Living near greenness is associated with higher bone strength: A large cross-sectional epidemiological study in China

Ye Jiang, Bai Ma Kang Zhuo, Bing Guo, Pei Bin Zeng, Yu Ming Guo, Gong Bo Chen, Jing Wei, Rui Feng He, Zhi Feng Li, Xue Hui Zhang, Zi Yun Wang, Xuan Li, Lei Wang, Chun Mei Zeng, Lin Chen, Xiong Xiao, Xing Zhao, on behalf of the China MultiEthnic Cohort (CMEC) collaborative group

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Abstract

Background: Living near green spaces may benefit various health outcomes. However, no studies have investigated the greenness-bone linkage in the general population. Moreover, to which extent ambient air pollution (AAP), physical activity (PA), and body mass index (BMI) mediate this relationship remains unclear. We aimed to explore the association between greenness and bone strength and the potential mediating roles of AAP, PA, and BMI in Chinese adults. Methods: This cross-sectional analysis enrolled 66,053 adults from the China Multi-Ethnic Cohort in 2018–2019. The normalized difference vegetation index (NDVI) and enhanced vegetation index (EVI) were employed to define residential greenness. The calcaneus quantitative ultrasound index (QUI) was used to indicate bone strength. Multiple linear regression models and mediation analyses were used to estimate the residential greenness-bone strength association and potential pathways operating through AAP (represented by PM2.5 [particulate matter <2.5 μm in diameter]), PA, and BMI. Stratification analyses were performed to identify susceptible populations. Results: Higher residential exposure to greenness was significantly associated with an increase in QUI, with changes (95% confidence interval) of 3.28 (3.05, 3.50), 3.57 (3.34, 3.80), 2.68 (2.46, 2.90), and 2.93 (2.71, 3.15) for every interquartile range increase in NDVI500m, NDVI1000m, EVI500m, and EVI1000m, respectively. Sex, urbanicity, annual family income, smoking, and drinking significantly modified the association of greenness-bone strength, with more remarkable associations in males, urban residents, subjects from wealthier families, smokers, and drinkers. For the NDVI500m/EVI500m-QUI relationship, the positive mediating roles of PM2.5 and PA were 6.70%/8.50 and 2.43%/2.69%, respectively, whereas those negative for BMI and PA-BMI were 0.88%/1.06% and 0.05%/0.05%, respectively. Conclusion: Living in a greener area may predict higher bone strength, particularly among males, urban residents, wealthier people, smokers, and drinkers. AAP, PA, BMI, and other factors may partially mediate the positive association. Our findings underscore the importance of optimizing greenness planning and management policies.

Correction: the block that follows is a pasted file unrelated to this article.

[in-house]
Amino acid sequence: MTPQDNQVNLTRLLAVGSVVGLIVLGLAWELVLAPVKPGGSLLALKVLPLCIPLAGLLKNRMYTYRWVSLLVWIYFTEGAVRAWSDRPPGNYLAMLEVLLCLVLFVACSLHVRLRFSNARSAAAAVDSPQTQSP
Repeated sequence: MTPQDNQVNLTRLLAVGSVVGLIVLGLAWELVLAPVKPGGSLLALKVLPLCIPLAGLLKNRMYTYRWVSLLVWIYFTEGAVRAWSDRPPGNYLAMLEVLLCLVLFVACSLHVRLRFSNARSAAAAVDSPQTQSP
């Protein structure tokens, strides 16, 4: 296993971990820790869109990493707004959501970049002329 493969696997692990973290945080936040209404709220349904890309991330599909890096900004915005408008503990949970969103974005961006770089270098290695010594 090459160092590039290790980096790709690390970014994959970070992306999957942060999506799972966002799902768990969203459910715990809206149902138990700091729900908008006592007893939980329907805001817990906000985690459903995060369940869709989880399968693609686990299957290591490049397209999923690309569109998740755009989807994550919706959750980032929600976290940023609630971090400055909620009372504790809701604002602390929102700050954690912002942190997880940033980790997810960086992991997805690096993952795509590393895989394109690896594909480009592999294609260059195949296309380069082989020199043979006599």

Original languageEnglish
Article number155393
Number of pages10
JournalScience of the Total Environment
Volume831
DOIs
Publication statusPublished - 20 Jul 2022

Keywords

  • Ambient air pollution
  • Body mass index
  • Bone health
  • Green space
  • Mediation analyses
  • Physical activity

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